Epidurals are a common procedure to provide pain relief or a lack of feeling for labor and childbirth, certain surgeries and certain causes of chronic pain. An epidural is generally a very safe procedure, but there are some risks and possible side effects.
An epidural is a procedure that involves injecting a medication — either an anesthetic or a steroid — into the space around your spinal nerves known as the epidural space. The goal of an epidural procedure is to provide pain relief (analgesia) or a complete lack of feeling (anesthesia) for one region of your body, such as your legs or belly.
An epidural is commonly called the following terms:
Cleveland Clinic is a non-profit academic medical center. Advertising on our site helps support our mission. We do not endorse non-Cleveland Clinic products or services. Policy
An epidural anesthesia injection works by injecting an anesthetic into the epidural space around your spine so that it can stop pain signals from traveling from your spine to your brain. The epidural space is filled with fluid and surrounds your spinal cord. Think of it as a liquid sleeve around your spinal cord.
Your spinal cord acts like a highway that connects the nerves located all over your body to your brain. When you get injured, for example, the nerve in that area of your body sends a pain signal that travels through your spinal cord to your brain and back. An epidural anesthetic temporarily numbs the spinal nerves, which then blocks pain signals in a certain region of your body depending on where along your spine your provider injected the epidural.
Epidural anesthesia can provide temporary pain relief or a temporary total lack of feeling. The following factors contribute to how much feeling you temporarily lose from an epidural:
An epidural steroid injection (ESI) works slightly differently and is used for chronic pain management. Instead of anesthetic medication, your provider injects a steroid or corticosteroid medication into the epidural space around your spine. Instead of blocking pain or feeling in a region of your body, the steroid coats the irritated nerve(s) that are causing you pain and works to reduce swelling. The steroid allows the nerve(s) time to heal. Epidural steroid injections can lead to temporary, long-term or permanent pain relief.
An anesthesiologist or certified registered nurse anesthetist usually performs an epidural procedure. Anesthesiologists have special training in the field of anesthesiology, which is a medical specialty that involves the care of people before, during and after their surgery or procedure. Anesthesiology covers anesthesia, pain medicine, intensive care medicine and critical emergency medicine.
Healthcare providers of other specialties, such as neurology, may also perform an epidural. Again, they’re specially trained to properly and safely perform an epidural procedure.
For epidural procedures that use a catheter, a supporting healthcare provider is usually present to help as needed.
Analgesia is pain relief without losing consciousness (going to sleep) and without complete loss of feeling or movement. Anesthesiologists use epidural analgesia for people who are in labor and are delivering a baby. They inject the epidural into your lower back to provide pain relief for the lower part of your body due to contractions and childbirth.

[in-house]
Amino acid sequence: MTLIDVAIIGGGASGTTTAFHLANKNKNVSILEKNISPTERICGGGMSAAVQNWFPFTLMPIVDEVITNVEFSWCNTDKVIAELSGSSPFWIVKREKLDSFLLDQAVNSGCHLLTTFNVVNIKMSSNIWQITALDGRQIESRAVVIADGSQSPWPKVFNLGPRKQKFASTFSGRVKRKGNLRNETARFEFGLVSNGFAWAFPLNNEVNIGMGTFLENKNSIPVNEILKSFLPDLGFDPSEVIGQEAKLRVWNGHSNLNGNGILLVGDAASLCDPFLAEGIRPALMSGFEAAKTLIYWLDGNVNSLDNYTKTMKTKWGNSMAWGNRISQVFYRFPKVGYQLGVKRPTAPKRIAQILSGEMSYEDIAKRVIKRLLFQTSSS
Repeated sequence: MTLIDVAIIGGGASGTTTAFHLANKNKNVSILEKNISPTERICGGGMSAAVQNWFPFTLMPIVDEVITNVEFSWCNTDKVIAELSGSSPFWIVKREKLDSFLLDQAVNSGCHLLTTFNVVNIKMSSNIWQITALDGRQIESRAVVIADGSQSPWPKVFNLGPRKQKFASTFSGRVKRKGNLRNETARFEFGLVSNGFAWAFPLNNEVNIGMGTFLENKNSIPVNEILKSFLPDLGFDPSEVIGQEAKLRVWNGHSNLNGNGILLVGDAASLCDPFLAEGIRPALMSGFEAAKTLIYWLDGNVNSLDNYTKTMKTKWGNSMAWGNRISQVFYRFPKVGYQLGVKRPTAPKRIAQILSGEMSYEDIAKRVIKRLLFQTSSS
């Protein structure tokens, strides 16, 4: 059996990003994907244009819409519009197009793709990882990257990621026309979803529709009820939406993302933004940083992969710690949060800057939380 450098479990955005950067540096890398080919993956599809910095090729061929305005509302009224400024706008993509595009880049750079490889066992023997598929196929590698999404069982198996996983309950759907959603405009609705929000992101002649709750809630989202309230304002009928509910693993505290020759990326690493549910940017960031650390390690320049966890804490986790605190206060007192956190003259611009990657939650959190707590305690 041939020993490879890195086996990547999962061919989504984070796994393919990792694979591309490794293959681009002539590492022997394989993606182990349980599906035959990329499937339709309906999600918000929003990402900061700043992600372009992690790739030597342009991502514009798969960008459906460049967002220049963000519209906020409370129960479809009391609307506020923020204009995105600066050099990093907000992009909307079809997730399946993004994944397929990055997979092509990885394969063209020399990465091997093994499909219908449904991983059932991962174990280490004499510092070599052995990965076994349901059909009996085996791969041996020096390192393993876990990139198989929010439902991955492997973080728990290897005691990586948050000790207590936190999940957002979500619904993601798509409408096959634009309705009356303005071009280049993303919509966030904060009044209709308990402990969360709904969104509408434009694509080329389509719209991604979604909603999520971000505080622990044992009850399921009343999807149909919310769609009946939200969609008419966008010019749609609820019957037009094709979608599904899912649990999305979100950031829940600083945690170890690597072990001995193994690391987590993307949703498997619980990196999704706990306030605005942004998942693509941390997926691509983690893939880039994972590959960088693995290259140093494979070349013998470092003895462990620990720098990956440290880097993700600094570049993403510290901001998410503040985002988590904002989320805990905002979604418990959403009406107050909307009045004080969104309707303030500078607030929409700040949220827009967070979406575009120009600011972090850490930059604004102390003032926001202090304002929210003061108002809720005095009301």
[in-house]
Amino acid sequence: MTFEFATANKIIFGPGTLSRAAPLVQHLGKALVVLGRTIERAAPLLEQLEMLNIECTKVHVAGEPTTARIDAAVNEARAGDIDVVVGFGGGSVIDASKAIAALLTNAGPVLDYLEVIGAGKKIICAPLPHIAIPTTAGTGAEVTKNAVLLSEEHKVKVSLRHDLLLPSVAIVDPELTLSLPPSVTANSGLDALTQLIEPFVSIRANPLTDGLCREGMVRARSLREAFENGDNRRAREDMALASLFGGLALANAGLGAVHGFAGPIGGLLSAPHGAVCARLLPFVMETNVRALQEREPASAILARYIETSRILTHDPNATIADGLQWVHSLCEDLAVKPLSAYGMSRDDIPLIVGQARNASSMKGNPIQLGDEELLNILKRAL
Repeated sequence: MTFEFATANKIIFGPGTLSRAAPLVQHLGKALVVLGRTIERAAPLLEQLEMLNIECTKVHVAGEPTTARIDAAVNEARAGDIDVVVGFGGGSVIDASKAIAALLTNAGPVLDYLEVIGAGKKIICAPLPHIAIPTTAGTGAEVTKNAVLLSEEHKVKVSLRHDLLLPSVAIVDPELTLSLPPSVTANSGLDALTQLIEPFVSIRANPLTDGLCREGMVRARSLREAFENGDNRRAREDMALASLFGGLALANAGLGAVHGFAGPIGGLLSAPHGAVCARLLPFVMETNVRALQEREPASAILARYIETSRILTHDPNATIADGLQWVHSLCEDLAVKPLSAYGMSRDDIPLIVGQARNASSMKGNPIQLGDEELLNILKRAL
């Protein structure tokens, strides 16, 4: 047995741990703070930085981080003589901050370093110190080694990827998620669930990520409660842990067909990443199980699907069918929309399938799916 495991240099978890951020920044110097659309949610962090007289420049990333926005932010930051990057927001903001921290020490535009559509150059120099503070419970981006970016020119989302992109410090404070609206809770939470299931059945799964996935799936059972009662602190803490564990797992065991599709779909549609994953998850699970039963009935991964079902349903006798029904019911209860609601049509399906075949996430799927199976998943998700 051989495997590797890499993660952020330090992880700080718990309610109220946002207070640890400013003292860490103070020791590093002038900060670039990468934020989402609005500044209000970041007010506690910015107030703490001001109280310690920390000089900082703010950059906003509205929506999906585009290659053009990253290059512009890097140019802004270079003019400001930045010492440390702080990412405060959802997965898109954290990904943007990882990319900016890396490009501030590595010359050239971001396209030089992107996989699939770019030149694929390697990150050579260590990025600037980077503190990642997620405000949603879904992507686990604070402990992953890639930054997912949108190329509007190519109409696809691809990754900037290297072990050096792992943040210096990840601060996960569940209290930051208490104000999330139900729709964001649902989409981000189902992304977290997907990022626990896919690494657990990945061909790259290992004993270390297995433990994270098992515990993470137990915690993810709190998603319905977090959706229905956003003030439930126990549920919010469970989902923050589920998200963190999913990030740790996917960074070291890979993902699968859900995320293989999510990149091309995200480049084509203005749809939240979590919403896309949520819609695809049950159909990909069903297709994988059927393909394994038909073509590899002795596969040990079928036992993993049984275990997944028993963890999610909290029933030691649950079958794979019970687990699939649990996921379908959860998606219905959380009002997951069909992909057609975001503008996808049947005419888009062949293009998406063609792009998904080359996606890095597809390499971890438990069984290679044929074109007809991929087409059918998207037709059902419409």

Anesthesia is the loss of physical sensation with or without loss of consciousness. Epidural anesthesia itself won’t cause a loss of consciousness, but if you’re having a certain kind of surgery, your anesthesiologist may give you epidural anesthesia so you don’t feel any pain or don’t move during the surgery and a different medication to make you go to sleep (lose consciousness).
Your healthcare provider may recommend an epidural procedure for the following situations:
There are different variations of epidurals based on certain factors. This section will explain different kinds of epidurals grouped into the following categories:
There are a few ways your healthcare provider can deliver medication with an epidural, including:
There are two general kinds of epidurals that you may choose during labor and childbirth. These include:
An epidural steroid injection (ESI) involves an injection of a steroid or corticosteroid into your epidural space. It can help relieve neck, arm, back and leg pain caused by inflamed spinal nerves due to certain conditions or injuries. Pain relief from an ESI may last for several days or even years.
People who have pain in their neck, arm, lower back or leg due to the following conditions may benefit from epidural steroid injections:
Epidurals are a common procedure. An epidural is the most popular method of pain relief during labor and childbirth. More than 50% of people who give birth at a hospital choose to receive epidural analgesia. Epidural steroid injections (ESI) are one of the most commonly performed pain relief procedures.
Due to certain medical conditions, not everyone can have an epidural. Because of this, it’s important to talk to your healthcare provider about your medical history and any questions you have. If you have any of the following conditions, you may not be able to get an epidural:
If you’re unable to undergo an epidural procedure, your healthcare provider may recommend another type of pain relief or anesthesia for you, or they may have you wait until a better time to have your surgery, if possible.